I don’t remember the first time the word was said to me. I don’t know if I overheard someone saying it, using it to describe me, or if it was a self-directed jab.
I wish I knew.
I wish I knew where that feeling came from.
I wish I knew so that I could make it stop.
With the exception of when I was born and the few months after, I was never a small person. I was taller, I was bigger, I was faster, I was stronger. When I was younger, and sometimes still, I just wanted to fit in, to swim with the rest of the fish and not stick out. I wanted to wear the same clothes, to not feel like a fish out of water constantly.. and to not be in the middle of every class or team picture because I was the tallest. I just wanted to be in the front row and play shortstop, not in the middle of the back row and stuck out in the outfield because no one could hit that far, you know?
I was made fun of a lot growing up, but I never considered myself bullied, and I think that’s partly because people were just talk, they never put their words into actions because I was a head taller. There were some mean kids, and they said mean things, and I’m extremely lucky that I don’t remember a lot of it. I don’t know if I just pushed it from accessible memory, or if it was more self-imposed than anything.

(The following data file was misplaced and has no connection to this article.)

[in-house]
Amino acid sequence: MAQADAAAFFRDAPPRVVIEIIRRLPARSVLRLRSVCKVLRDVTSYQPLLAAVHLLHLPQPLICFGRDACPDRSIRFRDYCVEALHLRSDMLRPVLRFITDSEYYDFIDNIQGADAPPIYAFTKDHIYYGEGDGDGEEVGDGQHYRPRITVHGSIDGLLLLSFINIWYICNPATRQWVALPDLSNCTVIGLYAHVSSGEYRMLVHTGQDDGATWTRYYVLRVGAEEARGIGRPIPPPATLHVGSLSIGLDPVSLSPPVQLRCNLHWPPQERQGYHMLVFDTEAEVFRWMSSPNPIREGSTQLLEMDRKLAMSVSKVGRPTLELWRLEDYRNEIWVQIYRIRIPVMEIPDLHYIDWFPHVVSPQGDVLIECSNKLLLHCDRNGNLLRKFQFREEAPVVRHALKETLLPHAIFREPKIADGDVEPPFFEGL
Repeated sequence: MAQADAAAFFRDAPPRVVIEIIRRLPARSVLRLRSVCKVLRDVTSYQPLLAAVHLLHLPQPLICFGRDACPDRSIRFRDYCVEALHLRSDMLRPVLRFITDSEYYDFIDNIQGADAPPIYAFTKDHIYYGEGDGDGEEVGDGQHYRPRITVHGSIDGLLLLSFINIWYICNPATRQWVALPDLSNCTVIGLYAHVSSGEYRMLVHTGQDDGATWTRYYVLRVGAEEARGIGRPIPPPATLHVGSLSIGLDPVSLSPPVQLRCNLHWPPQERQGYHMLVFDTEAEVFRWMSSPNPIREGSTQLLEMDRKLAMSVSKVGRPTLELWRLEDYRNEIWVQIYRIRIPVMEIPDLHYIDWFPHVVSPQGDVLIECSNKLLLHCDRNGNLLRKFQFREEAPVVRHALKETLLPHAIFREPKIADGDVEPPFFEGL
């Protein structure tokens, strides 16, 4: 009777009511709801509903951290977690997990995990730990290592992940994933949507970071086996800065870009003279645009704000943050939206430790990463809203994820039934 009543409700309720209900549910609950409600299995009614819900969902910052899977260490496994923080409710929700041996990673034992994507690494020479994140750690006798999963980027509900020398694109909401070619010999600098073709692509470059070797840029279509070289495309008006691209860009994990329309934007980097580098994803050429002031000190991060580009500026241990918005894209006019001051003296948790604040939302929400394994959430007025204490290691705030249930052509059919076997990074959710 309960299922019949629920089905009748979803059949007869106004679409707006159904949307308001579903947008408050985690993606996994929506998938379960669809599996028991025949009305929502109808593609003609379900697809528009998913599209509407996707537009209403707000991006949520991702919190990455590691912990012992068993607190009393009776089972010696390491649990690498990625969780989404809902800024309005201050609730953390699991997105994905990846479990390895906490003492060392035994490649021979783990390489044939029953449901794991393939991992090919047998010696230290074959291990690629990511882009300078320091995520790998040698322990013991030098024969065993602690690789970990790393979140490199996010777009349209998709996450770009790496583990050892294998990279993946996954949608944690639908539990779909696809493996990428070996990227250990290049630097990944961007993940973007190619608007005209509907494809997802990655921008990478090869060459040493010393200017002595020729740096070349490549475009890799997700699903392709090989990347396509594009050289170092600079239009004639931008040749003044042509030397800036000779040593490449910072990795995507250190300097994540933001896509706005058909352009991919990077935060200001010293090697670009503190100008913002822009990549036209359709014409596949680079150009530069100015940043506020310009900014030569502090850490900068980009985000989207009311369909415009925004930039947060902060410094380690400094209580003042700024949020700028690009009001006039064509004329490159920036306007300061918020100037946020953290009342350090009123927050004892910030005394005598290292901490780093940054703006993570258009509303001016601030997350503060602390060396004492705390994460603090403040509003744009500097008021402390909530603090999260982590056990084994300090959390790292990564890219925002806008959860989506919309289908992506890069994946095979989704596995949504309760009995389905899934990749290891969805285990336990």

In our culture, the word “fat” carries so many things. It carries strife and anxiety. It carries fear and self-hatred. It carries a feeling of inadequacy and self-loathing. I really don’t like it. In Spanish, when you’re called “Gordit@” as a kid, it’s more of a factual statement. Sometimes its even a term of endearment from your grandma, but in English… nope, not so much.
Being called fat did a lot of subtle damage, I’m finding. I’m still trying to get over and through my own struggles with my body and how it does, or doesn’t, work, and it’s hard. Very hard, actually. The one thing I have learned is that no matter how hard it is, taking even a tiny step forward and out of the shadow of a word is breathtaking in all the right ways.